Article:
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UNESCO HIV and Health Education Clearinghouse

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  1. Education, HIV, and early fertility: experimental evidence from Kenya

    A seven-year randomized evaluation suggests education subsidies reduce adolescent girls’ dropout, pregnancy, and marriage but not sexually transmitted infection (STI). The government’s HIV curriculum, which stresses abstinence until marriage, does not reduce pregnancy or STI. Both programs combined reduce STI more, but cut dropout and pregnancy less, than education subsidies alone. …

  2. Education, HIV, and early fertility: experimental evidence from Kenya

    We provide experimental evidence on the relationships between education, HIV/AIDS education, risky behavior and early fertility in Kenya. We exploit randomly assigned variation in the cost of schooling and in exposure to the national HIV/AIDS prevention curriculum for a cohort of over 19,000 adolescents in Western Kenya, originally aged 13.5 on average. We collected data on the schooling, marriage, and fertility out-comes of these students over 7 years, and tested them for HIV and Herpes (HSV2) after 7 years. …

  3. Go Girls! Community-based Life Skills For Girls: A Training Manual

    This e-toolkit/training manual is part of a larger Go Girls! toolkit series that helps reduce girls' vulnerability to HIV and AIDS by working with the community, schools, parents and girls themselves. …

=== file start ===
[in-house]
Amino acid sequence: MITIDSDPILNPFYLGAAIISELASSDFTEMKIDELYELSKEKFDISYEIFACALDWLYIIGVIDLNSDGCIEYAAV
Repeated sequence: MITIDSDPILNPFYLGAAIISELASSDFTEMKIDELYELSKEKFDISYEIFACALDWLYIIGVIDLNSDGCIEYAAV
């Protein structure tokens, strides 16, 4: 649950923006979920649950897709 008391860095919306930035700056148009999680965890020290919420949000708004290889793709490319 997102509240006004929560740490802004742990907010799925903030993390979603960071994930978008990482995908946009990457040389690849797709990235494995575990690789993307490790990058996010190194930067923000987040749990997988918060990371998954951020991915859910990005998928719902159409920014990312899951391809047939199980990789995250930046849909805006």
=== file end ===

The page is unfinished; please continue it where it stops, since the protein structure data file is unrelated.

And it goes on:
4. Aunties for sexual and reproductive health. How unwed young mothers become advocates, teachers and counsellors in Cameroon

    In Cameroon, a girl's Auntie used to be her most trusted confidante, teacher and counsellor on sexual matters. In 2001, GTZ launched the Aunties Programme which borrows from this tradition. Since then, the Programme has recruited more than 6000 unwed young mothers who got pregnant while still in their teens and has given them basic training in sexual and reproductive health. …

  5. The Questions Adolescents Ask Most Frequently About Pregnancy and Their Answers. Vol 4

    The GTZ supported Reproductive Health Project of Tanzania developed youth-friendly education materials, with basic facts about human physiology and reproduction, sexuality, prevention of unwanted pregnancies and HIV/STIs, as well as about partnership and communication between partners. Based on the most frequently asked questions adolescents had on a range of sexual and reproductive health issues, a multidisciplinary team of specialists together with young people de-veloped six "question-and-answer" booklets. …

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